The long-awaited announcement of Libya’s unity government was postponed on Thursday amid fears of peace talks collapsing, when the country’s rival parliament failed to present its candidates and instead suggested changes to the deal’s text that the UN has said is “final “.
Lawmakers in the General National Congress, the Tripoli-based rival legislature, had initially called a closed-door meeting on Thursday to propose a list of names for the new joint body.
They were expected to present the chosen candidates on Thursday to the United Nations, that would announce the new united government as the final step in year-long negotiations to end the country’s deepening civil war.
The internationally-recognized parliament, the House of Representatives, and independent peace talk attendees, have already submitted their government choices.
But GNC members told Libya Channel that they were unhappy with the current draft and so were proposing alterations to the text, which had to be accepted before they could move forward.
“Tomorrow we will discuss the names of the candidates for the government if Leon accepts the GNC’s final amendments,” GNC lawmaker Naima Hany said.
Changes to the text will likely be met with fierce opposition from the HoR and its representatives, and the UN dragging out negotiations indefinitely.
Wednesday night UN Special Envoy Bernardino Leon – who is in Skhirat, Morocco where the talks are being held – announced his dismay at the delay.
“Unfortunately the decision that we were expecting was not taken.But we have decided to go on… and hopefully tomorrow we will be able to propose this government.,” he told reporters, sparking speculation he would push ahead without the GNC, if they refused to play ball.
“There will be no more changes to the text. This agreement is final, it is not going to change,” he warned.
The HoR, elected last summer, has been forced to operate in the east of the country since armed coalition Libya Dawn swept control of the capital and reinstalled the GNC, sparking the civil war.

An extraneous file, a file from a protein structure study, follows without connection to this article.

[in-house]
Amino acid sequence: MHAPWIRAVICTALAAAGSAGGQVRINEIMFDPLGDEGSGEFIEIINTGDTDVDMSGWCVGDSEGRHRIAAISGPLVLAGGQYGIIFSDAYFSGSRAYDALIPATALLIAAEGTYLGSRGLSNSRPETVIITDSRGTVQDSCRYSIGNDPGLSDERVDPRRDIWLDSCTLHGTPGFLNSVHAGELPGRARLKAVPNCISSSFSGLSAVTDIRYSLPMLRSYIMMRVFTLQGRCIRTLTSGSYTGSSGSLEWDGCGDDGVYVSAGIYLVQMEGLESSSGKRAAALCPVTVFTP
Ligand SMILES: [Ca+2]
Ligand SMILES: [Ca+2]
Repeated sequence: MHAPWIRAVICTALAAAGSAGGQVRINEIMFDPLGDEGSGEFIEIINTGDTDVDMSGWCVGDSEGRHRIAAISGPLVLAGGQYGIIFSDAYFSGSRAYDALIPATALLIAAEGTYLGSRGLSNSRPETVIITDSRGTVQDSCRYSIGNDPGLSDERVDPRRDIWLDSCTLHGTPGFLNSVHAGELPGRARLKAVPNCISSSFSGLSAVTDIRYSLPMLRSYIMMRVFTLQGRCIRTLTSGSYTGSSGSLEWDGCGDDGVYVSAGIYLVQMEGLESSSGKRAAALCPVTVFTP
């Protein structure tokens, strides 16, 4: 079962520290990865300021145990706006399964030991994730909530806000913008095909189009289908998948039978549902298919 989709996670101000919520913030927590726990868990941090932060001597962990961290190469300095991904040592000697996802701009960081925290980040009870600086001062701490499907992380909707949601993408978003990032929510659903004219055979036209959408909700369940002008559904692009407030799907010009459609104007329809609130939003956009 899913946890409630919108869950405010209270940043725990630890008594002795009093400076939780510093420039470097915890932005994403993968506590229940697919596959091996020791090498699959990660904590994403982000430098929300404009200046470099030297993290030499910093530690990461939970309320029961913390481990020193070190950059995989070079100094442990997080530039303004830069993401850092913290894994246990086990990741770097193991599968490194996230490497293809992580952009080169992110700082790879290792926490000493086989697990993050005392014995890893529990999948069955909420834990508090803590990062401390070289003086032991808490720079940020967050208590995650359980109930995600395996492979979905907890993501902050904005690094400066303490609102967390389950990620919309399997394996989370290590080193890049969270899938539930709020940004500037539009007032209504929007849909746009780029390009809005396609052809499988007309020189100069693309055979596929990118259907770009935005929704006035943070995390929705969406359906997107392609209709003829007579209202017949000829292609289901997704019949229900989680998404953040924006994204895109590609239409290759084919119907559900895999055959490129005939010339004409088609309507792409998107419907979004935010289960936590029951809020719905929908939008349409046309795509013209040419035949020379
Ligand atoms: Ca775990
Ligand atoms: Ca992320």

Fighting between forces loyal to both sides has threatened to rip the country in two. Amid the security vacuum a flourishing insurgency has taken hold, with the Islamic State group and Al-Qaeda building strongholds across the country. Meanwhile oil production has plummeted, the healthcare system has collapsed and both rival governments have been powerless to stop a surge in violence and crime. At least half the population is in desperate need of aid and protection, OCHA said last week.
The UN has hosted peace talks for several months with the aim of building a government uniting the warring factions and so a political solution to the crisis.
“We have an agreement. This agreement is final. This agreement is balanced, and this agreement is a great opportunity for Libya,” he said.
But Tripoli lawmakers are under pressure from more hardline factions within Libya Dawn who oppose all talks with the internationally-recognized parliament.
Back in Morocco the UN’s Leon vowed to push on.
“The message tonight is a message of unity, a message of trust…We know that many people are confused today,” he said. “I can tell them we will prevail, that we will be able to propose a government tomorrow.”